This article first appeared on Sprudge in April. But it deserves another mention.
We are living in a Neo-Italian espresso preparation era. Espresso is being brewed meticulously by fastidious baristas around the world on top of the line equipment. Old world Italian methods like pre-ground espresso, full dosing chambers, 1:3 ratios, and 14 gram baskets are en vogue. What’s old is new again. Perfecting these practices with scales, better grinders, and much better coffee? Well, that’s what...
There are several factors to consider when choosing an espresso machine that can meet your operation’s needs. The type of food service you do is probably the most important factor, followed by your daily customer traffic.
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When you provide the perfect accompaniment to coffee, you shoudl serve coffee that’s worthy of your baked goods. Generally, bakeries can expect to serve between 20 to 50...
While it might not be entirely necessary to understand the intricate chemical and physical structures of the coffee bean, the basics should be understood in order to adequately appreciate the art form of grinding the coffee bean. Whether it’s being ground mechanically or manually, the ultimate goal is to break the bean into smaller particles to create more surface area to allow a better infusion of flavor into water.
In addition to its dependency on good water and a quality roast, the brew is also largely dependent on a sound grinding process. Within realm of grinding, there are several...
Of course, the second ingredient of espresso is water. However obvious this statement may seem, the role of the quality of the water used in the preparation process should not be taken lightly.
Even if the water coming from public waterworks is safe for consumption, further treatment for the use of coffee and espresso purposes may be required. An operation should consider water treatment for two main reasons: the taste of the final product and the longevity of your machine.
Strange flavors that linger in the water after it’s purified for public consumption must be removed. Oftentimes,...
Specifically in Italy, everyone has a similar mental picture when they hear “espresso.” It’s a small heavy china cup whose capacity is around 50ml. It is half full with a dark brew and then topped by thick, reddish-brown foam of tiny bubbles. Millions of cups are sold worldwide each day, every consumer finding a place for it in their day; morning eye-opener, capping off a meal later in the day, or perhaps offering a sense of revival at the end of a long day.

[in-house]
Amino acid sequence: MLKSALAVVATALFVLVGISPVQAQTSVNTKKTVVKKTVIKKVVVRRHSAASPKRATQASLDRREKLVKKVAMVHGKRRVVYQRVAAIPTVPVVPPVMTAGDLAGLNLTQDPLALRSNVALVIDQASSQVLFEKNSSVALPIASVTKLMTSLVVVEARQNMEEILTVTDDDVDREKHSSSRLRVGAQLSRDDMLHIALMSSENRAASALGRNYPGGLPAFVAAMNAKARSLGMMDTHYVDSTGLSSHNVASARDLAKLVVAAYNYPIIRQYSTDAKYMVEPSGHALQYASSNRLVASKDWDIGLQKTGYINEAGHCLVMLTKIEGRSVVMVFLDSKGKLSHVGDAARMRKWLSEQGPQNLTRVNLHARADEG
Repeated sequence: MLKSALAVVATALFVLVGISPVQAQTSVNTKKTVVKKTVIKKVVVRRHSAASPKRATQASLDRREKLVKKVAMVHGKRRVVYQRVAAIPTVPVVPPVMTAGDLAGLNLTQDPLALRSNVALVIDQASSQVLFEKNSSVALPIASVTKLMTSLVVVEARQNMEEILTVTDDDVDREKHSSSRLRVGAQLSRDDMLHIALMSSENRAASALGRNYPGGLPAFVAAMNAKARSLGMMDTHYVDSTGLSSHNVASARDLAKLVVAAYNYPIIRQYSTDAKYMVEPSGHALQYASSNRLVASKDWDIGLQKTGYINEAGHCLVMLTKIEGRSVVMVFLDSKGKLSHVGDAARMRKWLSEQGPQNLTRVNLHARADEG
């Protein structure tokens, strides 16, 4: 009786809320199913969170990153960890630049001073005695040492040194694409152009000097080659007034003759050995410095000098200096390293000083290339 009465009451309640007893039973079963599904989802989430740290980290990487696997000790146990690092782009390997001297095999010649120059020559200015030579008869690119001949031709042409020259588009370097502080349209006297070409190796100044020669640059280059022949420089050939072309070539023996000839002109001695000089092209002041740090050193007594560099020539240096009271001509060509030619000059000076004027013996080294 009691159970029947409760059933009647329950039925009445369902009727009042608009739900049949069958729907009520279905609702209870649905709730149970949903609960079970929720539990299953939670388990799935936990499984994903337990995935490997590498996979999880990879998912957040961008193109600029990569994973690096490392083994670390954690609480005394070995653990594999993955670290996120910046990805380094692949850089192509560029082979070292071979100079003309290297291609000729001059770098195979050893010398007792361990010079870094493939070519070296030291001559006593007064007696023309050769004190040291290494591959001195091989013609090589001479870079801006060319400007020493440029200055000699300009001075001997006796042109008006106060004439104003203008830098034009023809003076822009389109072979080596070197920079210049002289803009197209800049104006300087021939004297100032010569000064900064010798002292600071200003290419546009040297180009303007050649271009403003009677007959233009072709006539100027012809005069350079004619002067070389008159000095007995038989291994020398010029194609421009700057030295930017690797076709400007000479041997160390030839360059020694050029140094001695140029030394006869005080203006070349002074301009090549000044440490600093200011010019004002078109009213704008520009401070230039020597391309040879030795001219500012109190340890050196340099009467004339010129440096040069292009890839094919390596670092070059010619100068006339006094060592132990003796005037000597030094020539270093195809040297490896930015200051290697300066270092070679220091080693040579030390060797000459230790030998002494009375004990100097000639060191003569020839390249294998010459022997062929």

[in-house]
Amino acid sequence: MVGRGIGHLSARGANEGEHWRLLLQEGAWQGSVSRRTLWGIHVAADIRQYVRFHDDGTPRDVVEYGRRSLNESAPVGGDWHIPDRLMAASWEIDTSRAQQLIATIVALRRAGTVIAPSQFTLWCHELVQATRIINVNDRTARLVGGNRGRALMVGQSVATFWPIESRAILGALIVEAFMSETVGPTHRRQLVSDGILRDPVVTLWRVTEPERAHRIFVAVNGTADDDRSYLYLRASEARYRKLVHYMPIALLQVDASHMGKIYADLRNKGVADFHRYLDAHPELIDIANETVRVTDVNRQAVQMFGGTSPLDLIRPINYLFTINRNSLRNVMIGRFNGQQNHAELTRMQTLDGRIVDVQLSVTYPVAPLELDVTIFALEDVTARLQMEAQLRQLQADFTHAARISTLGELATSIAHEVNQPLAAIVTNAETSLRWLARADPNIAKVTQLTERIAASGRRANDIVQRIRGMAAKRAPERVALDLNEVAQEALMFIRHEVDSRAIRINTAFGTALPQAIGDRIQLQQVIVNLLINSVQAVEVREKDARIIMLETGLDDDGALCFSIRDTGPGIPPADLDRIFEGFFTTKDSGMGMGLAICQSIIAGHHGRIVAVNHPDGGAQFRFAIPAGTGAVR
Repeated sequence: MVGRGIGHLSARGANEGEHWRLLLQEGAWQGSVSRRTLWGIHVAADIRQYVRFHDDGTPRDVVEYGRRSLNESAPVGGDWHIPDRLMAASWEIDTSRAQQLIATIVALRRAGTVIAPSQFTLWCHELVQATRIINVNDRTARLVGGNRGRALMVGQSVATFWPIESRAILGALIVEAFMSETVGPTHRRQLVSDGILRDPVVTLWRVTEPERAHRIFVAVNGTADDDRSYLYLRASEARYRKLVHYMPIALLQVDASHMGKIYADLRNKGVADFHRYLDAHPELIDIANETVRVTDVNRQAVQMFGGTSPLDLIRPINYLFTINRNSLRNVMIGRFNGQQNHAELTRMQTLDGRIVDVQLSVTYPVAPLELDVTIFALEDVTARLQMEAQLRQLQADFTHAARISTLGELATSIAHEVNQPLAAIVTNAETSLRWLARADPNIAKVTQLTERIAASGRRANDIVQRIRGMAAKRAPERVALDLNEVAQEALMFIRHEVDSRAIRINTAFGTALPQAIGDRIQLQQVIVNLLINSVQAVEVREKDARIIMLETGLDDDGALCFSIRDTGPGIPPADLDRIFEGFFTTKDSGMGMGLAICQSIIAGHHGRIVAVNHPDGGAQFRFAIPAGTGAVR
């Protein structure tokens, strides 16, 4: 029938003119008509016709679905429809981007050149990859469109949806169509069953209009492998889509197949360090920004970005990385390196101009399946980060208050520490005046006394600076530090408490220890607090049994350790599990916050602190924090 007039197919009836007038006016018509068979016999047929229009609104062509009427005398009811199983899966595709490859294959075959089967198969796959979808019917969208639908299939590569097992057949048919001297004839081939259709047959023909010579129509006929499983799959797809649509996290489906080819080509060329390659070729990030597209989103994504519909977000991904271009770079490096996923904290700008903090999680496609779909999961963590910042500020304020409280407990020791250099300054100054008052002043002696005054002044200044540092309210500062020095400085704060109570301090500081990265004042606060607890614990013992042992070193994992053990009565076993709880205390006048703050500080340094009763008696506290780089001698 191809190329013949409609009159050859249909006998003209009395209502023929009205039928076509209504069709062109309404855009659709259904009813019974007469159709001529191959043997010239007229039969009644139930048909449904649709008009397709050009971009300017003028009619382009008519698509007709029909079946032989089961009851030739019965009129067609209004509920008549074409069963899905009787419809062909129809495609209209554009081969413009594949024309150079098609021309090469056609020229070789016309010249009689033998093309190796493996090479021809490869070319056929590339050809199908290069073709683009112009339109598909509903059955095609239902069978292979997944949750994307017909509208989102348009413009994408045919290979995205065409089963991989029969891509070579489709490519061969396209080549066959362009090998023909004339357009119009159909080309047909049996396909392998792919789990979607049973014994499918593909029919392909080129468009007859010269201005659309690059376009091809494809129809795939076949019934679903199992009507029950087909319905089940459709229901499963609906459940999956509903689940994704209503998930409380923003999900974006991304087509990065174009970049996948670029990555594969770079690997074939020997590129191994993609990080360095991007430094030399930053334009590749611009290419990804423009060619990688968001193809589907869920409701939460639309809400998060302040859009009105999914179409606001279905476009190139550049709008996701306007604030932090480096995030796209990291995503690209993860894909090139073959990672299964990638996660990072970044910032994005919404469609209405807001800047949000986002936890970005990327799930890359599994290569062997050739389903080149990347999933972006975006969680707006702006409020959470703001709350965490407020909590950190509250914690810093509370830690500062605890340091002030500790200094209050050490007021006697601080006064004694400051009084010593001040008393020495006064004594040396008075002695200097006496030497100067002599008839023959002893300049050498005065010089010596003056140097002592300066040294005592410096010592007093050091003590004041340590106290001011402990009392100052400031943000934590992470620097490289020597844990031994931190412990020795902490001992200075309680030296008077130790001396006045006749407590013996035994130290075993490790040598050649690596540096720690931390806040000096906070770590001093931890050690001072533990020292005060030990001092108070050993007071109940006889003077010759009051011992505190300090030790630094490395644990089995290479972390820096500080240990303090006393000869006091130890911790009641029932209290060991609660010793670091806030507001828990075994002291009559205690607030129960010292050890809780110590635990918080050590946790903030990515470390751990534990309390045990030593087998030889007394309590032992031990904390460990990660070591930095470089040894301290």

Naturally, most people concern themselves with the simple act of consuming the espresso. A closer look at the process demonstrates...
As a coffee retailer, you probably have a solid working knowledge of the coffee world, as so many new products, purchasing decisions, and flavors continue to surround such an antique drink. While your understanding is important to running a successful business, it is just as vital that your staff understands the product they are serving as well, as they are the link between the customer and that cup of joe. Here are a few basic questions that your staff should be able to answer:
How does the cost of the coffee relate to its quality?
Oftentimes, the cost of specialty coffee pertains to the...
One of the biggest issues in terms of quality problems is the freshness. Oftentimes, it is recommended that you don’t brew more coffee than you can use in 45 minutes. Brewing an overabundance of coffee and leaving it to sit on heating elements until it is gone drastically changes the flavor of the coffee, regardless of the quality of the beans.
One of the most common problems is also one of the most basic: cleaning. Especially if you are switching between regular and flavored coffee, a thorough cleaning regimen is of the utmost importance, as the oils will linger and...